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Meteor-Blog 4. August 2008: REGAB Pockmark crowded by life

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Life at cold seep ecosystems must be a strong community to withstand extreme living circumstances such as oxygen deficiency and the highly toxic environment. The French marine biologist Karine Olu will take you on a journey into the underwater water world of the giant mussels and meterlong tube worms living at REGAB pockmark.

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Does the biodiversity of deep-sea organisms play a role for the climate on Planet Earth? Questions all about marine research will be answered directly aboard of the German research vessel Meteor by cruise leader Prof. Antje Boetius and her crew. In cooperation with the geoportal from 17.08.08 to 24.08.08 they contribute a Science-Blog of METEOR expedition M76/3 GUINECO – MARUM research of fluid and gas seeps on the Westafrican continental margin. Technical highlight of the cruise is the remote-controlled under water robot QUEST4000 by MARUM that will be deployed for taking fauna and sediments samples and conduction of in situ experiments. Go on a dive down to places no other human being has ever seen before: explore the fascinating deep-sea fauna and watch the scientists’ work at gas and fluid seeps deep down on the ocean bottom.

Expedition M76/3b is a collaboration of MARUM – Center for Marine Environmental Sciences at Bremen University and its associated institutes MPI and AWI as well as the French research institute IFREMER and the University of Paris.

More Informationen of the Meteor-Blog, an overview of all contributions to the blog and expedition M76/3B:

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4. August 2008 (Author: Karine Olu)

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Today's Meteor-Blog is contributed by:

4. August: Bild Karine Olu“Hello, I am Karine Olu, deep-sea biologist at Ifremer (French Research Institute for the exploration of the sea) in Brest, France. My research, since 15 years, mainly focuses on animal communities living at cold seep ecosystems. This is my fourth cruise in the deep Congo basin, that reveals each time some of its secrets, and the diversity of its deep-sea ecosystems. 4. August: shiptrackWe had the first dive on the giant pockmark REGAB in the year 2000 with the French ROV Victor 6000 and we were fascinating by the diversity of the landscapes and the very high density of organisms. This site was so exciting that we decided to carry on interdisciplinary research now in a collaborative project with the MARUM of Bremen. On this cruise, we continue sampling fauna and sediment to describe the biodiversity of the pockmark, understand how the different species are distributed according to the heterogeneity of the habitat, and understand how the animals deal with the huge amounts of chemical energy, but also the toxic conditions at seeps.”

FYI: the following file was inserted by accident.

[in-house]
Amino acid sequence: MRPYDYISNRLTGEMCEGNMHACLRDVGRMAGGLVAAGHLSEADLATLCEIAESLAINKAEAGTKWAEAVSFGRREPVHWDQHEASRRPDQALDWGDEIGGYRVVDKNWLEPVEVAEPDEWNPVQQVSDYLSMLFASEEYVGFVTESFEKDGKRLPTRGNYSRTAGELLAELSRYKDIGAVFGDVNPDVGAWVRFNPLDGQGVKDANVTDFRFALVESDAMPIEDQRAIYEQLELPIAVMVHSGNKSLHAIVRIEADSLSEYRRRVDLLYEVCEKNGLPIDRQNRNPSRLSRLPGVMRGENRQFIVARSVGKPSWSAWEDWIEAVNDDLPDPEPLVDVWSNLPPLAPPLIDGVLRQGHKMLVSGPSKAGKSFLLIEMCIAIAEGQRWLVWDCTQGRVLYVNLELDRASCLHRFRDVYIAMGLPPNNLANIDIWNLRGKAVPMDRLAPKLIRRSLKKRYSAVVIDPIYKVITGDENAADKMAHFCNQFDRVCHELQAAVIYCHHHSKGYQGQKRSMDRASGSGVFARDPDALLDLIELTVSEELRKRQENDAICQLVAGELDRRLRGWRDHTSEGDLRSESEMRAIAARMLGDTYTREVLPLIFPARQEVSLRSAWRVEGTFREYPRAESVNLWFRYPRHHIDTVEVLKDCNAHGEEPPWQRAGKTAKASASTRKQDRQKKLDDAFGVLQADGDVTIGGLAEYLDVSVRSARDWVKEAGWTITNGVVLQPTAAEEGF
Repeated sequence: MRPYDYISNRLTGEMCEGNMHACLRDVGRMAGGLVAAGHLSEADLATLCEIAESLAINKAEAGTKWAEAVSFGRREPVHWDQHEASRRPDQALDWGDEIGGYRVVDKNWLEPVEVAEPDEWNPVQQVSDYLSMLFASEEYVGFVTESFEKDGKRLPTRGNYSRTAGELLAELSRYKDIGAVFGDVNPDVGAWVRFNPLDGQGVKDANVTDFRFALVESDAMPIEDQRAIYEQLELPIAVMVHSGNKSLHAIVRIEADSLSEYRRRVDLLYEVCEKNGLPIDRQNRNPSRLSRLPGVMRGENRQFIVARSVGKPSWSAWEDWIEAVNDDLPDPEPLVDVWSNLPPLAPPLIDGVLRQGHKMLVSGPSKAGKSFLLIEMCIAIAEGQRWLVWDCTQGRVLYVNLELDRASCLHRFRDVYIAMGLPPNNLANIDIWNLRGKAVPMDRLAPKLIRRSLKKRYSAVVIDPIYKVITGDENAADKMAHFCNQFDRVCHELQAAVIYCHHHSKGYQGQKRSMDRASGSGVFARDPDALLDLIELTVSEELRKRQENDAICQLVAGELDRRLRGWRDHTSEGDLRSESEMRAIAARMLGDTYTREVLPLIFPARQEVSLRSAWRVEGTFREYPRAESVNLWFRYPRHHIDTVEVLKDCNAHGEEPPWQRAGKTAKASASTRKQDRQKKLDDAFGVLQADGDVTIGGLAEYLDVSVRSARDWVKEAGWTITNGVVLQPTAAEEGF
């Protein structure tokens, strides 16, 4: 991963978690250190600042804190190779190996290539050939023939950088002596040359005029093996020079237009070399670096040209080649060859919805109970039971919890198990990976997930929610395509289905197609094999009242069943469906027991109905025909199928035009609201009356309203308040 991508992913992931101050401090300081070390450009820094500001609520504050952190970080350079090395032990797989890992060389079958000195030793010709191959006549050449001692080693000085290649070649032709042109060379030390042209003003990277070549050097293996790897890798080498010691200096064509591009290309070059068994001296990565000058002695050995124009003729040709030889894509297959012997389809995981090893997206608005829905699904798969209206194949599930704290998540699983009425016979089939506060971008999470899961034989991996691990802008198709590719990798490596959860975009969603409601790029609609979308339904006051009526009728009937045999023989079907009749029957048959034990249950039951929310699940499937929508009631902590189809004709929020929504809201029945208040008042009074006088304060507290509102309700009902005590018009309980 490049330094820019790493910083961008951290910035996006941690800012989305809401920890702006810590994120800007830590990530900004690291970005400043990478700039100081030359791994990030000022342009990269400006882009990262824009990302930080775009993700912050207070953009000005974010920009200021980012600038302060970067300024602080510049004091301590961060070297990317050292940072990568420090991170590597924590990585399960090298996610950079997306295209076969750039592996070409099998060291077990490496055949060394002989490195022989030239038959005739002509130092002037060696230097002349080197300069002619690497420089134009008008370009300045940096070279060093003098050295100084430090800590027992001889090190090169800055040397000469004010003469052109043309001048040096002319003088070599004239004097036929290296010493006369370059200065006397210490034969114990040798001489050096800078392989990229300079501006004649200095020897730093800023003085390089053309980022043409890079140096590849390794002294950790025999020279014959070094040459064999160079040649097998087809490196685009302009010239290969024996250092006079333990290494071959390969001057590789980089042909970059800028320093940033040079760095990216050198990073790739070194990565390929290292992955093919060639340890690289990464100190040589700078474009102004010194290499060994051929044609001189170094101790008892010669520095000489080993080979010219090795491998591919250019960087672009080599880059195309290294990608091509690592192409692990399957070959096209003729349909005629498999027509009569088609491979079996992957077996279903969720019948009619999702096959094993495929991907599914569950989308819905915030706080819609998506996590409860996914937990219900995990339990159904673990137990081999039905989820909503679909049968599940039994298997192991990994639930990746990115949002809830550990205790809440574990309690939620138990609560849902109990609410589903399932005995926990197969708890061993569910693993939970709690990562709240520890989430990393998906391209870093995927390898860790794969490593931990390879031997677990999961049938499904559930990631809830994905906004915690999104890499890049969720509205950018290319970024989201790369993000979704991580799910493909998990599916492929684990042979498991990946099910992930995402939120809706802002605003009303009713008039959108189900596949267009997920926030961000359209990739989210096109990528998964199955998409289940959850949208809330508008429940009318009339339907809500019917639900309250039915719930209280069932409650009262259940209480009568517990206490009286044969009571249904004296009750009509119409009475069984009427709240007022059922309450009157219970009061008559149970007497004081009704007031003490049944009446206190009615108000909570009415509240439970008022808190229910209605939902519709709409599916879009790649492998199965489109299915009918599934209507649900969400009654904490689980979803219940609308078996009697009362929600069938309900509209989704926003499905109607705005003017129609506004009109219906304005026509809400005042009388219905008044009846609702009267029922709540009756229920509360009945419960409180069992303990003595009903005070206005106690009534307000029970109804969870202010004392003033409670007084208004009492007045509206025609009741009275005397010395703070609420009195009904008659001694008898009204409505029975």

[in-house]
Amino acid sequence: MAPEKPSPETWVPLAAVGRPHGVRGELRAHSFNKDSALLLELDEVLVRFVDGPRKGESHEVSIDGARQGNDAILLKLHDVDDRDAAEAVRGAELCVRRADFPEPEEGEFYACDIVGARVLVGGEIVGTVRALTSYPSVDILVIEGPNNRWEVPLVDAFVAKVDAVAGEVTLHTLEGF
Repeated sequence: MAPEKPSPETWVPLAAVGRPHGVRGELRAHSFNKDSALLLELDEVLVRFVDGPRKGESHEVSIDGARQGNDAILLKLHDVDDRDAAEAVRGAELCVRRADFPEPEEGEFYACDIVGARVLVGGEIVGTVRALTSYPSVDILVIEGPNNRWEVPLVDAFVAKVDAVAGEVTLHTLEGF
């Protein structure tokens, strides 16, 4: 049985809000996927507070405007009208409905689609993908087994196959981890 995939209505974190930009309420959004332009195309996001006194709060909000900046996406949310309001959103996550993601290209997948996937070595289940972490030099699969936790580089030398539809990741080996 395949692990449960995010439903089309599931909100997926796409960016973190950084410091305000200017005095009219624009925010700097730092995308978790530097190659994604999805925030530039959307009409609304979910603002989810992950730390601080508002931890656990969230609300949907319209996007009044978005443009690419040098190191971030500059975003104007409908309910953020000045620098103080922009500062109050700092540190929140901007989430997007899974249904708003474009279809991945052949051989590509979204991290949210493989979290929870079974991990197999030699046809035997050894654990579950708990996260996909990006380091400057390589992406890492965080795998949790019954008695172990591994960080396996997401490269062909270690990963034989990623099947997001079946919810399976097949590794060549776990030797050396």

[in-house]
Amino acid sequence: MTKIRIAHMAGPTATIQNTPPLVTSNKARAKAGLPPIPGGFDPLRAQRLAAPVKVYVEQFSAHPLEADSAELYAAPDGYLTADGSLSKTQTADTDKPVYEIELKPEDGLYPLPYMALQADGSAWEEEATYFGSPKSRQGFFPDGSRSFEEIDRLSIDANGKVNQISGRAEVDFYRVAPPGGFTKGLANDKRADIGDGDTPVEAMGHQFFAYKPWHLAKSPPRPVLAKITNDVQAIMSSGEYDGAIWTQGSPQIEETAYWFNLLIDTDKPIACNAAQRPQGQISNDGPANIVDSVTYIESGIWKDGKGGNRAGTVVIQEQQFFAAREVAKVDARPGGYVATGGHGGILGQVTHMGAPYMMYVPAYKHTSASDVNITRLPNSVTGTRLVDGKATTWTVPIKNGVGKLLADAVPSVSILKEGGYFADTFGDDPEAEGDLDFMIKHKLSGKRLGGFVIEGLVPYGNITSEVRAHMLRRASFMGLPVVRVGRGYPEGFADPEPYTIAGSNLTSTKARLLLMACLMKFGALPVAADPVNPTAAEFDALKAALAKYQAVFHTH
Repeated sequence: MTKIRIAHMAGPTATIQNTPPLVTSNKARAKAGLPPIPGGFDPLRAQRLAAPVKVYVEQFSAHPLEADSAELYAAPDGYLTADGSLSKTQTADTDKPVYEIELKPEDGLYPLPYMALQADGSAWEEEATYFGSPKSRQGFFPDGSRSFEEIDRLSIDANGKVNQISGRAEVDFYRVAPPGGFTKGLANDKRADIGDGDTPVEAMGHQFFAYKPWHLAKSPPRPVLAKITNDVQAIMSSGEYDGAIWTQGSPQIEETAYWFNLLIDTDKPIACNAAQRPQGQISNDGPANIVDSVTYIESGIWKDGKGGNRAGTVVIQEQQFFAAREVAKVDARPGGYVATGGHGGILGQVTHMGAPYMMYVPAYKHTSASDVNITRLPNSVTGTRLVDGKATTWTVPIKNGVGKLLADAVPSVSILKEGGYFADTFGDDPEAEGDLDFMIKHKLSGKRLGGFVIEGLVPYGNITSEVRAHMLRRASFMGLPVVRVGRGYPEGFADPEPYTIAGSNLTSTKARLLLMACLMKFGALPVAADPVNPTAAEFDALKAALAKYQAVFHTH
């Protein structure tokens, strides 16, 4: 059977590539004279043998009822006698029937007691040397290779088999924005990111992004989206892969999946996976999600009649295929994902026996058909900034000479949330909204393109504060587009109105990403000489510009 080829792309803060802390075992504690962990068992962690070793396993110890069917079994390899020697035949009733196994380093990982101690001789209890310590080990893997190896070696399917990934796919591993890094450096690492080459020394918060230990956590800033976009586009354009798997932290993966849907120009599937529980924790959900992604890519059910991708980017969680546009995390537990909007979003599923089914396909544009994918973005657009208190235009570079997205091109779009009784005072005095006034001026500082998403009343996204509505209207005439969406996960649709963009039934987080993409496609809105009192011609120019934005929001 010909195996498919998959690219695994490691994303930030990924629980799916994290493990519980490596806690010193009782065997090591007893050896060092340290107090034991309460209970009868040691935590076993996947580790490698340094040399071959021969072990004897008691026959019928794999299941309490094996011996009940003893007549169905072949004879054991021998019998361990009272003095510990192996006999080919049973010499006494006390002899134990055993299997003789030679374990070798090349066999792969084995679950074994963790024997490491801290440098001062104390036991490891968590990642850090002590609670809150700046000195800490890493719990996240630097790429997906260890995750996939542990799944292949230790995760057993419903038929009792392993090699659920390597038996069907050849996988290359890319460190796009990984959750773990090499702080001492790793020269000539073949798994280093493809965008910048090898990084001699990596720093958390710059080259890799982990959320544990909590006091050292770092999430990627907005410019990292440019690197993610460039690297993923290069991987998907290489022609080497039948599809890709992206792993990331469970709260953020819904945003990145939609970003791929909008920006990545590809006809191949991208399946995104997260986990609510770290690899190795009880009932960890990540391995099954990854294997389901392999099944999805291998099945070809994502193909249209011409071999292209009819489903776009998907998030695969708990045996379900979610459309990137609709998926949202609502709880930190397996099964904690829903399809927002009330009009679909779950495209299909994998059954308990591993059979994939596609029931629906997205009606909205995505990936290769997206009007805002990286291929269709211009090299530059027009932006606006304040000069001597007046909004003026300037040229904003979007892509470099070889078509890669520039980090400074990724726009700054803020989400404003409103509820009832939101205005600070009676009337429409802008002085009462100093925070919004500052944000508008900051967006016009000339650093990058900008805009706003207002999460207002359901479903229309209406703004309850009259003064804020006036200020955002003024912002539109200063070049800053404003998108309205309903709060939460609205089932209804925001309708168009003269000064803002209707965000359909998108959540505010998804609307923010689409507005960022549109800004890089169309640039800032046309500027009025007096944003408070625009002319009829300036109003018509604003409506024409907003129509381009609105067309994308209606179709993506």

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Picture 1 : Giant tubeworms belonging to the Siboglinidae family – these may grow up to two meters in length!

REGAB Pockmark crowded by life:

The diversity of the chemosynthetic symbiont-bearing species at the REGAB pockmark

Today we have been working on biological samples retrieved during the last dive. The biomass of cold-seep communities is dominated by large size invertebrates, which host bacterial symbionts in their tissues. The bacteria are able to use reduced compounds (methane, or sulphide) produced at cold seeps and to transfer organic compounds to their host. They belong to two main groups, the bivalves (molluscs with two valve shells) and polychaetes (“hairy” worms) living in tubes. For most of them, symbiosis this is their only way to feed, as they have reduced digestive systems or even none, as in the tubeworms belonging to the Siboglinidae family (picture 1), or for bivalves of the Solemyidae family (picture  2).

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Picture 2 : Mussels of the family Solemyidae and several other cold seep organisms are symbiont-bearing species. They inhabit bacteria in their tissues that generate energy from chemical components and this way « feed » their host.

The mussels whose density can reach 1000 individuals per square meter (picture 3) can filter the water for food, like their shallow water counterparts, but our results show that they mainly rely on methane originated carbon. A third group of bivalves living at the REGAB site are “clams” belonging to the families Vesicomyidae (photo: see blog 28.07) and Thyasiridae.

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Picture 3 : REGAB Pockmark is crowded by life : up to 1000 individuals may exist per squaremeter in local mussel beds.

They live partially or totally buried in the sediment and have to deal with high sulphide concentration and low oxygen. While the symbionts of mussels mainly use methane, the clam and tubeworm symbionts use sulphide that diffuses into their hosts via the foot of the clams, or by the posterior end of the tubeworm called “roots” which they stick deep into the sediment. The mussels need high methane fluxes and also hard substratum to settle, while the clams prefer soft bottom seafloor and high sulphide levels. Symbiosis is an efficient way for survival: The bivalves can reach 20 cm in length for the mussels (picture 4) and 12 cm for the clams. And the tubeworms grow as high as 2 m!

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Picture 4 : Mussels may also grow extremely tall up to 20 centimeters !